Jotas dismisses this, stating that lots of men have nightmares about sleeping with their mothers, and it’s a common fear among mean, but he can’t let it keep him from living. “Take such things for shadows, nothing at all–” she says, “live, Oedipus, as if there’s no tomorrow! ” (Sophocles 1469) The messenger then proceeds to reveal the truth that Populous was not Oedipus’ real ether, and he doesn’t need to worry about sleeping with Improper, because she is not his real mother. The truth unfolds from there.

With this information now out in the open, Jotas finally realizes that Oedipus is for sure her son, and Oedipus himself is about to hear the truth first hand from the mouth of shepherd who took Oedipus from her many years ago under her instructions to leave Oedipus for dead on the mountain. This revelation of the truth and the pending disaster about to take place prompt Jotas to intervene. She first tries to dispute the validity of the messenger’s words, then in desperation she begs ND pleads for Oedipus to stop talking to the messenger and stop looking for what is sure to be a very painful truth, and she wants what’s best for him.

When Oedipus refuses to stop, attributing her resistance to know the truth to her being stuck up and not wanting to be discovered as possibly married to someone lowly, she abandons her drastic attempts to stop him. She screams, then proclaims, “… Man of agony—that is the only name I have for you, that, no other—ever, ever, ever! ” (Sophocles 1471) She makes a dramatic exit, flinging herself through the palace doors and exiting the scene. Sat . The messenger from Corinth verbalizes in detail the context of his prior interactions with the shepherd, and the shepherd becomes angry with the messenger for speaking the truth so boldly.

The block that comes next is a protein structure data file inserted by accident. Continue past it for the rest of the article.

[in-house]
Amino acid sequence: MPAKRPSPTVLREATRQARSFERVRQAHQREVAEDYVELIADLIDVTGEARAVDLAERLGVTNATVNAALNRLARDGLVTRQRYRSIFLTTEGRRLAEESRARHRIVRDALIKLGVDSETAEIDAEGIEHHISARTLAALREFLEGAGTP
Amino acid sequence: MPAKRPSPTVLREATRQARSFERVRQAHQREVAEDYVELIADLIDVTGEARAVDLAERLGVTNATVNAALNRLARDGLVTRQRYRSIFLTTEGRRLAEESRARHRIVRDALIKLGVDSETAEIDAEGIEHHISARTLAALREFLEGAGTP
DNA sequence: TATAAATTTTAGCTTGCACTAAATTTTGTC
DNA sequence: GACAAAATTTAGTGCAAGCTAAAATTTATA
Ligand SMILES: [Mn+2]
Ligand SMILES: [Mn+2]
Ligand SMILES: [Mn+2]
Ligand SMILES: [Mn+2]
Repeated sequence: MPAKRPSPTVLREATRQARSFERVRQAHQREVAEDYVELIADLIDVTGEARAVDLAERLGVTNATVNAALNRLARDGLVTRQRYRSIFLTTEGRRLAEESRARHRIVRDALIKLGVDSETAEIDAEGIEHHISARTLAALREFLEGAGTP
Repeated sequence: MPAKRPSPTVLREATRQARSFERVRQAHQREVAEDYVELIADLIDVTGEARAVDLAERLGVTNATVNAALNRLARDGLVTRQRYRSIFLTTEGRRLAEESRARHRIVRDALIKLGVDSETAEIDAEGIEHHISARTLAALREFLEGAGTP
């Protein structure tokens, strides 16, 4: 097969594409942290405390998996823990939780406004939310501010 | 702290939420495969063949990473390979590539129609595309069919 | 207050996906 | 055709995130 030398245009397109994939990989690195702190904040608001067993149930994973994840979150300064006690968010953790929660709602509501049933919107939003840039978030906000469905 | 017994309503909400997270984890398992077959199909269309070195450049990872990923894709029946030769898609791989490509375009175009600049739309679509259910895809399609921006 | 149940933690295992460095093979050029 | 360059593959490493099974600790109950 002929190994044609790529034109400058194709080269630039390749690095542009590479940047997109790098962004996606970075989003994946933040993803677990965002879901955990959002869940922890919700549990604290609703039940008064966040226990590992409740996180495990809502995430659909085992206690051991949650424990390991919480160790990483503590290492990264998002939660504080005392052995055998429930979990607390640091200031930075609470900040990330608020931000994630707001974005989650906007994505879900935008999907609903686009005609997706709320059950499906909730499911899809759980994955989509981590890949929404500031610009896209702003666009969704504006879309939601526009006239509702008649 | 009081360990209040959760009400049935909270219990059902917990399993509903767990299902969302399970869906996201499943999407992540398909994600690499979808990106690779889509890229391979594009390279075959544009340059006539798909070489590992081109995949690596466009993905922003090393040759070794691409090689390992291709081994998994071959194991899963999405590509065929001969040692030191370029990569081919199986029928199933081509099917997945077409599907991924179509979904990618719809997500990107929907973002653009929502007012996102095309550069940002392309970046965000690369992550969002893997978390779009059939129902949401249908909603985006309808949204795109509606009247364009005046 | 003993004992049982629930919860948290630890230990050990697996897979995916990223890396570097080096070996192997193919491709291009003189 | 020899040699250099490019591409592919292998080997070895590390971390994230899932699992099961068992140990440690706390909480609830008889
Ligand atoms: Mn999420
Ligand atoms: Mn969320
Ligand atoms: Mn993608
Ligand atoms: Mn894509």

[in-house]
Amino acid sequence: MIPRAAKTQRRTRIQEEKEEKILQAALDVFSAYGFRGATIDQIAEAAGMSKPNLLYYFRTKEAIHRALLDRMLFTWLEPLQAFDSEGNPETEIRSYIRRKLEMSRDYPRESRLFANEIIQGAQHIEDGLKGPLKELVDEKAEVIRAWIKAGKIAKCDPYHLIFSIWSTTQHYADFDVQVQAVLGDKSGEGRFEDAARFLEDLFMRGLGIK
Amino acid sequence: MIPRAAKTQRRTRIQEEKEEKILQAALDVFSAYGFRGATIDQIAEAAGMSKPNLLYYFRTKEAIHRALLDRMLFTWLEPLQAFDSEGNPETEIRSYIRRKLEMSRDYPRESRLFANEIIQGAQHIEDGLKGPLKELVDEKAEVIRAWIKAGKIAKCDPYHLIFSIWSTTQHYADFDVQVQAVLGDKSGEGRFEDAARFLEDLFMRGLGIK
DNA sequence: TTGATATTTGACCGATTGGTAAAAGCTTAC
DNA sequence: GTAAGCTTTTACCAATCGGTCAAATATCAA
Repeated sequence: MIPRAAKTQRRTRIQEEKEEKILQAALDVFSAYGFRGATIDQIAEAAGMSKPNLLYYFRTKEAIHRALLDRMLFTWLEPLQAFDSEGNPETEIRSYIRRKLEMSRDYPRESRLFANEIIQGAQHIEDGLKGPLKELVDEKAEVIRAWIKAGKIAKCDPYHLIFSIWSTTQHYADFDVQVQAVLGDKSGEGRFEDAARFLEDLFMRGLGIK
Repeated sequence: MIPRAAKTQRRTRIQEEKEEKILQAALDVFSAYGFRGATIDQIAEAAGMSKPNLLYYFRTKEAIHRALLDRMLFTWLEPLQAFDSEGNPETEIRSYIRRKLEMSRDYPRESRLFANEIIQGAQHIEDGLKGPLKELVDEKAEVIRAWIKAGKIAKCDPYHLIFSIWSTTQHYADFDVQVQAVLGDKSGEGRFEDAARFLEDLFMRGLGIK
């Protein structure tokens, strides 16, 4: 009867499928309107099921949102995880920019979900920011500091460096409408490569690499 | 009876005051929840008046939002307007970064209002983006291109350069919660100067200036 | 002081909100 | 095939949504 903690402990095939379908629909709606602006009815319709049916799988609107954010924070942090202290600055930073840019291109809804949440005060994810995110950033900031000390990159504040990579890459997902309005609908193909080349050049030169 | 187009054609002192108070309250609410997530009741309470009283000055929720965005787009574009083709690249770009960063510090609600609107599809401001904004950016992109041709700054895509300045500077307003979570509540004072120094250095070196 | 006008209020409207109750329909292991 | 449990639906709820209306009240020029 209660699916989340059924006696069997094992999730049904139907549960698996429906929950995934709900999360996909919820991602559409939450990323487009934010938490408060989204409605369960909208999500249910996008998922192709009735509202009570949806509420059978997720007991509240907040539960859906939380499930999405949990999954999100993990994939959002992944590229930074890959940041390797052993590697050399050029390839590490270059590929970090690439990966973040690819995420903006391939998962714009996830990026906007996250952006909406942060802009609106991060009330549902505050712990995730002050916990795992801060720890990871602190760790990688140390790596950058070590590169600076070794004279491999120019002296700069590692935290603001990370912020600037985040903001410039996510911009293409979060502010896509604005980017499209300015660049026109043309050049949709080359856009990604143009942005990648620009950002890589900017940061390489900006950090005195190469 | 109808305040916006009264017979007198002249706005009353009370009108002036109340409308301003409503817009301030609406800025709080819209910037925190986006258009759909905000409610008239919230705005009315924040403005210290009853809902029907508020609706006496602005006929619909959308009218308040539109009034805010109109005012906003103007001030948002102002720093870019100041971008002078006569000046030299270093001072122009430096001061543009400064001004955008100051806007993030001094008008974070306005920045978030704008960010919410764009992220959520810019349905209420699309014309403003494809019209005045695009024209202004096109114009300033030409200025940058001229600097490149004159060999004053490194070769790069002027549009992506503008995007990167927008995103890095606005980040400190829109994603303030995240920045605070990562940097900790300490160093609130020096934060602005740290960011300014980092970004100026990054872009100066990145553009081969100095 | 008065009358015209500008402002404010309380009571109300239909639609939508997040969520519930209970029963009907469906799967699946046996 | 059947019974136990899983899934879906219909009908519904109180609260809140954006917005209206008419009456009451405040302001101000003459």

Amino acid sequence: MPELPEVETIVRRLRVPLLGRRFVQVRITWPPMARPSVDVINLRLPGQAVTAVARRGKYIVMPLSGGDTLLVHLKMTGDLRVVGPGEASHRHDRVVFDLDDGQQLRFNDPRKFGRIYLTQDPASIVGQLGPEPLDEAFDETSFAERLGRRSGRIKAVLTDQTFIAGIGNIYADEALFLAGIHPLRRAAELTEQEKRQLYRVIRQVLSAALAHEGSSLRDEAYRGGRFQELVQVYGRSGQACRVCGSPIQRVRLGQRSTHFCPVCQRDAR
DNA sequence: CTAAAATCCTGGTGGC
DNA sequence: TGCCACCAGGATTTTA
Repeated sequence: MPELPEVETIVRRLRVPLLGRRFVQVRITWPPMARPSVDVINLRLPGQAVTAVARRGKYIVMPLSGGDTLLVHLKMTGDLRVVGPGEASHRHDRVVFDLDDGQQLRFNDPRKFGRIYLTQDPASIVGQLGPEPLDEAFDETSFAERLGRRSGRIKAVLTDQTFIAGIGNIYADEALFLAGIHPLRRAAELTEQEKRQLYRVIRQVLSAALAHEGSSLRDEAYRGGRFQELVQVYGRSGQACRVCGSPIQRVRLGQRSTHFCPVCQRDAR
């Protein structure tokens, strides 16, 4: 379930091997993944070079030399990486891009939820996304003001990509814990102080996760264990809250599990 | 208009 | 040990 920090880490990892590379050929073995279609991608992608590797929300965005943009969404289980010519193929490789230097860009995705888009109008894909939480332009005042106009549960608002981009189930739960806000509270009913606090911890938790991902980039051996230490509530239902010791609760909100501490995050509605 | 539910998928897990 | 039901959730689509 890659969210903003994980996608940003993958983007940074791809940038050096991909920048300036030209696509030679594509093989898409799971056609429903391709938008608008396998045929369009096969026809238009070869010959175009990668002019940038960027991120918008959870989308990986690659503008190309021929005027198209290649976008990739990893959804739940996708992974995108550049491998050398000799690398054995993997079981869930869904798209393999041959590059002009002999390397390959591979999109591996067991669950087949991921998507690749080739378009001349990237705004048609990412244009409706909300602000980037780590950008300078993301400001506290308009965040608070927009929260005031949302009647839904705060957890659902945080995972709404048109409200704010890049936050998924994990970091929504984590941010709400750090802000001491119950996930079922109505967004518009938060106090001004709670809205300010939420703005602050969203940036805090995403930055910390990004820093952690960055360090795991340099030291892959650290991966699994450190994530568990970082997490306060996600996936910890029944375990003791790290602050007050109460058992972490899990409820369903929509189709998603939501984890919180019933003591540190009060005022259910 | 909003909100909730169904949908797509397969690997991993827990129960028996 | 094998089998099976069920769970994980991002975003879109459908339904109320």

Oedipus tortures the shepherd into finally telling Oedipus the entire truth. The shepherd concludes by telling Oedipus, “If you are the man [the messenger from Corinth] says you are, believe me, you were born for pain”(Sophocles 1475). Realizing the prophecy he had been so afraid of had come true– and had been true all this time– Oedipus cries out, “O god—all come true, all burst to light! O light – now et me look my last on you! I stand revealed at last – cursed in my birth, cursed in marriage, cursed in the lives I cut down with these hands! (Sophocles 1475) He then exits the same way Jotas exited, bursting through the palace doors while wailing. I am not surprised at the reactions of Jotas or Oedipus to the truth. They Just found out they’ve been in an incestuous relationship that had been prophesied to the both of them many times over their lives. Octant’s reaction is in direct proportion to the guilt, disgust and horror she feels knowing that her actions are essentially what enabled the prophecy to come true in the end.

Oedipus’ entire existence is based on the prophecy, so essentially, no matter what he did, his free will was never really free will, because in free will he left Corinth in an attempt to avoid fulfilling the prophecy, and in free will he killed the men at the intersection of the 3 crossroads, and in free will he accepted the kingship of Thebes and Jotas as his wife. I believe the helplessness Oedipus feels when he discovers that all of his efforts have been in vain is what makes this story truly tragic.

The dramatic conclusion to the story, while perhaps melodramatic in the context of today’s world, is a mere inevitable tragic outcome predestined to happen to two people who seem cursed from the beginning of the play. Had any of the elements contributing to the climactic end of the play been absent, perhaps their reactions would seemingly be interpreted as over reactive or disproportionate to the actual levity of the situation. However, collectively, the events leading up to the truth revelation and the audience’s understanding of the irony of the situation warrant the reactions of the characters in the end of the play.